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Organizational learning: creating capability through building belief

Shipton, H. and Sillince, J.A.A. (2009) Organizational learning: creating capability through building belief. In: Academy of Management Conference, 2009-08-10 - 2009-08-12. (Unpublished)

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Abstract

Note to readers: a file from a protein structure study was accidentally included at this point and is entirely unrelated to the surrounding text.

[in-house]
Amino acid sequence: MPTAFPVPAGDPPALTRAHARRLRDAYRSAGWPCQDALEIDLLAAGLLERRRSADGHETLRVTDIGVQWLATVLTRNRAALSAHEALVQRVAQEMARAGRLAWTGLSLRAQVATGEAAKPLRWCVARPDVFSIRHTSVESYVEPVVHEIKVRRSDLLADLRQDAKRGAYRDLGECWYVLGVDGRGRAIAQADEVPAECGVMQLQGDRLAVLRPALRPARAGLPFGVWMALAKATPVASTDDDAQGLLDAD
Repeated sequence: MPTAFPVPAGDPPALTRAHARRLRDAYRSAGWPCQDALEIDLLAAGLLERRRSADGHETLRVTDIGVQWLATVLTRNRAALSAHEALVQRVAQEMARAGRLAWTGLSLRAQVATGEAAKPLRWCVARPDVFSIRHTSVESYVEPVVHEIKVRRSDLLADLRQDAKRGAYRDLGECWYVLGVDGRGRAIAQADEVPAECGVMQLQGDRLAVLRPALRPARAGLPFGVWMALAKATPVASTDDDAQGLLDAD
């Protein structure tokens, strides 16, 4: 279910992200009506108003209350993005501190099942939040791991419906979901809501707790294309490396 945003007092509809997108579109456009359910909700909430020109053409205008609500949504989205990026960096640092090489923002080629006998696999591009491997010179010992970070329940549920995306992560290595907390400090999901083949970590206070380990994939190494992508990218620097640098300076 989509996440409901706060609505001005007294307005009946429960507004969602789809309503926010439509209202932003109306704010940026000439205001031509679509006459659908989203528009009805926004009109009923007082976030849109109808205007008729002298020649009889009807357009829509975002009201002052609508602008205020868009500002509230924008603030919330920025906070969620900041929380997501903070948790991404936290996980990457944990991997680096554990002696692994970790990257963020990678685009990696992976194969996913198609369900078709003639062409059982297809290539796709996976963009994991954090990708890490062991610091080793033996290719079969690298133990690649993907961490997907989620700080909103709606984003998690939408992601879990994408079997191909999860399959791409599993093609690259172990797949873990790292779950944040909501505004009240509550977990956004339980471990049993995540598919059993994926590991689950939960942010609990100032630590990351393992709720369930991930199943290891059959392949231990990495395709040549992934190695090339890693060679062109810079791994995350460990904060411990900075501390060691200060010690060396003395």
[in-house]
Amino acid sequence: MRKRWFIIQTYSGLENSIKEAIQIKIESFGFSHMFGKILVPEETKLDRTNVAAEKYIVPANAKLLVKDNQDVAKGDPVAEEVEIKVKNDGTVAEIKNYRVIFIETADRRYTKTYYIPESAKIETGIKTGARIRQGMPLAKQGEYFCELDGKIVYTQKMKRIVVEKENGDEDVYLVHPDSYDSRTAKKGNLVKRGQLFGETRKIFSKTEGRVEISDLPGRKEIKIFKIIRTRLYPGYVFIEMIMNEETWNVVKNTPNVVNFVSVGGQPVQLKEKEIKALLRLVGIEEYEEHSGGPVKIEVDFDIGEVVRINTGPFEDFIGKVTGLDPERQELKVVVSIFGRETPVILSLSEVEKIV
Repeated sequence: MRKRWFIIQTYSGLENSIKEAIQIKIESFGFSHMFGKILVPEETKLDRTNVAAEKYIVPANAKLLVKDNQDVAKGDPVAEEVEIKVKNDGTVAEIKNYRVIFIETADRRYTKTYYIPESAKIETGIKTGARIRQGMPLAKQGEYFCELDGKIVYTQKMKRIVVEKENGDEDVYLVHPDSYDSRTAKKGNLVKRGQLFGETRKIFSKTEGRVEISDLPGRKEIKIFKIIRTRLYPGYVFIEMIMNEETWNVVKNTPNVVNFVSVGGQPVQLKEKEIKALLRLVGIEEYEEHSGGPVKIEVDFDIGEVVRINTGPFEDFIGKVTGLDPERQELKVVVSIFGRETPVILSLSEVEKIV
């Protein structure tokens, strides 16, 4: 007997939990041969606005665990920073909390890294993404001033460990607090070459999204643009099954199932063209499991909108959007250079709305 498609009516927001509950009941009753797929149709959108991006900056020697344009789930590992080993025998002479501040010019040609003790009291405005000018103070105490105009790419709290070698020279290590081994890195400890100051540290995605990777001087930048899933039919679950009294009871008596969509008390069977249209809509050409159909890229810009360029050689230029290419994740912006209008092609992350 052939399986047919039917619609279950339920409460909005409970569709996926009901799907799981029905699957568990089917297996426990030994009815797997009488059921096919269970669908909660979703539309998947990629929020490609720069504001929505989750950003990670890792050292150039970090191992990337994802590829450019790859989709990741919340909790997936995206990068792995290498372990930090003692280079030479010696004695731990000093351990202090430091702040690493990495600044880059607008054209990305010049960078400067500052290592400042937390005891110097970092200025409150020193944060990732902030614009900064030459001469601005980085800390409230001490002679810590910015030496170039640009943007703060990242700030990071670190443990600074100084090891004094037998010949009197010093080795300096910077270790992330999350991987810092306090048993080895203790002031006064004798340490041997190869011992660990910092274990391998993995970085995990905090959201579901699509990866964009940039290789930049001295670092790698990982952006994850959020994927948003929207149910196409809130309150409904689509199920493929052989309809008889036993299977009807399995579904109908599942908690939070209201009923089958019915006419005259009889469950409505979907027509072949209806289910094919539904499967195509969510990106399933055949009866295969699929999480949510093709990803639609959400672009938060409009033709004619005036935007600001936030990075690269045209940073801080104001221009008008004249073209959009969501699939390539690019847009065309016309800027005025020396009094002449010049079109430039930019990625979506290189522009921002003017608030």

Self-efficacy is a key determinant of various outcomes at the level of the individual, including learning proficiency. The concept suggests that emotional reinforcement is the essential driver of a virtuous circle directed at mastery of organizational learning. Although self-efficacy has been theorised at the collective level, its potential significance as an explanatory mechanism for organizational learning remains undeveloped. In this study, we have started to build a conceptual framework to delineate an attribute that we have labelled 'organizational learning efficacy.' According to our argument, this variable represents the feelings that employees hold about the propensity or otherwise of their organization to learn, i.e. to make on-going adjustments to routines, procedures, values and attitudes to reflect the challenges and opportunities presented by the external environment. Using an in-depth qualitative and inductive study of an electronics company to exemplify our arguments, we endeavour to weave together organizational efficacy and organizational learning literatures to offer a new way of understanding what factors shape organizations' propensity or otherwise to learn. Besides evaluating the differences between individual learning self-efficacy and organizational learning efficacy, our approach goes beyond the literature of individual self efficacy by emphasising the importance of the perception that learning at the level of the organization is possible and achievable.